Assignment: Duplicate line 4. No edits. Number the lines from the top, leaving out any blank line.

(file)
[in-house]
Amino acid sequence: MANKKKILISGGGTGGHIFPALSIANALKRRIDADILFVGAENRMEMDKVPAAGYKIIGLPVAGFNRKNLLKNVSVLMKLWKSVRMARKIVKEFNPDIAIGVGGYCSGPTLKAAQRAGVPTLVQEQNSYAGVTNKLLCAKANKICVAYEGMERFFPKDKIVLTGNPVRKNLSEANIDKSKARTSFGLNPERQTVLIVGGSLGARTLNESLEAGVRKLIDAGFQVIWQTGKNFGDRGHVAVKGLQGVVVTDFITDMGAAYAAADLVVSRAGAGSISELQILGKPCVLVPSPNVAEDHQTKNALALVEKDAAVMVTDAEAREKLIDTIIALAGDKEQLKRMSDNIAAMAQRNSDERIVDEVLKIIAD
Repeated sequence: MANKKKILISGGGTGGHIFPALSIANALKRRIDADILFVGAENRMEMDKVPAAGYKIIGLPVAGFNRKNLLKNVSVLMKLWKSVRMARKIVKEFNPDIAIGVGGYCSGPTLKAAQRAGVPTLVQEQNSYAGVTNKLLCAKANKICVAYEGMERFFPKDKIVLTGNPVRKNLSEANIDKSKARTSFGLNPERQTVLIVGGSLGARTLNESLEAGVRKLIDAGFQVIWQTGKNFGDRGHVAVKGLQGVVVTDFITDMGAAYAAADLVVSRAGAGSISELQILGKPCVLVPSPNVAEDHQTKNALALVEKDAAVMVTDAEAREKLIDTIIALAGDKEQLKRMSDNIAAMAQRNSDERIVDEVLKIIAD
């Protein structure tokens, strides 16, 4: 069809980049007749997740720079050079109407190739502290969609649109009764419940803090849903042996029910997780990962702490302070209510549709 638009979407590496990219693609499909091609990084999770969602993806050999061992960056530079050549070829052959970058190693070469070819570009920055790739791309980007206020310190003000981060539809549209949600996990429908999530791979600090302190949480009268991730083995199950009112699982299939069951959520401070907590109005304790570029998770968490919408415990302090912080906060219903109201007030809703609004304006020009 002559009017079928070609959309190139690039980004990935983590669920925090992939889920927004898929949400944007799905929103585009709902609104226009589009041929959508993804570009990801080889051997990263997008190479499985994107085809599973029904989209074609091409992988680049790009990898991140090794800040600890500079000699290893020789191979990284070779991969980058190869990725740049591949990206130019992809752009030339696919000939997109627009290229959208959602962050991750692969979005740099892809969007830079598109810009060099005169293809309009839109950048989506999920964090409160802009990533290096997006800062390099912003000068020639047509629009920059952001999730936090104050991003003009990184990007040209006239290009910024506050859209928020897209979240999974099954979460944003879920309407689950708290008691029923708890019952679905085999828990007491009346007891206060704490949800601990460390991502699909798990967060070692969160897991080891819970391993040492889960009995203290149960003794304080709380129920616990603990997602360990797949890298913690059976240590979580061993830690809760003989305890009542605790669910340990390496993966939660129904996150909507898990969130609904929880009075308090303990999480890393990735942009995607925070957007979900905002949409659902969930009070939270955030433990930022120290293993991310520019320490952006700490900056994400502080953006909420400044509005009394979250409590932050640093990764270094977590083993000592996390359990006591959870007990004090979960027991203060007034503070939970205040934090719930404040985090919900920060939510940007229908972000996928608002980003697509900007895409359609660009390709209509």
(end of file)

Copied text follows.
């Protein structure tokens, strides 16, 4: 069809980049007749997740720079050079109407190739502290969609649109009764419940803090849903042996029910997780990962702490302070209510549709 638009979407590496990219693609499909091609990084999770969602993806050999061992960056530079050549070829052959970058190693070469070819570009920055790739791309980007206020310190003000981060539809549209949600996990429908999530791979600090302190949480009268991730083995199950009112699982299939069951959520401070907590109005304790570029998770968490919408415990302090912080906060219903109201007030809703609004304006020009 002559009017079928070609959309190139690039980004990935983590669920925090992939889920927004898929949400944007799905929103585009709902609104226009589009041929959508993804570009990801080889051997990263997008190479499985994107085809599973029904989209074609091409992988680049790009990898991140090794800040600890500079000699290893020789191979990284070779991969980058190869990725740049591949990206130019992809752009030339696919000939997109627009290229959208959602962050991750692969979005740099892809969007830079598109810009060099005169293809309009839109950048989506999920964090409160802009990533290096997006800062390099912003000068020639047509629009920059952001999730936090104050991003003009990184990007040209006239290009910024506050859209928020897209979240999974099954979460944003879920309407689950708290008691029923708890019952679905085999828990007491009346007891206060704490949800601990460390991502699909798990967060070692969160897991080891819970391993040492889960009995203290149960003794304080709380129920616990603990997602360990797949890298913690059976240590979580061993830690809760003989305890009542605790669910340990390496993966939660129904996150909507898990969130609904929880009075308090303990999480890393990735942009995607925070957007979900905002949409659902969930009070939270955030433990930022120290293993991310520019320490952006700490900056994400502080953006909420400044509005009394979250409590932050640093990764270094977590083993000592996390359990006591959870007990004090979960027991203060007034503070939970205040934090719930404040985090919900920060939510940007229908972000996928608002980003697509900007895409359609660009390709209509």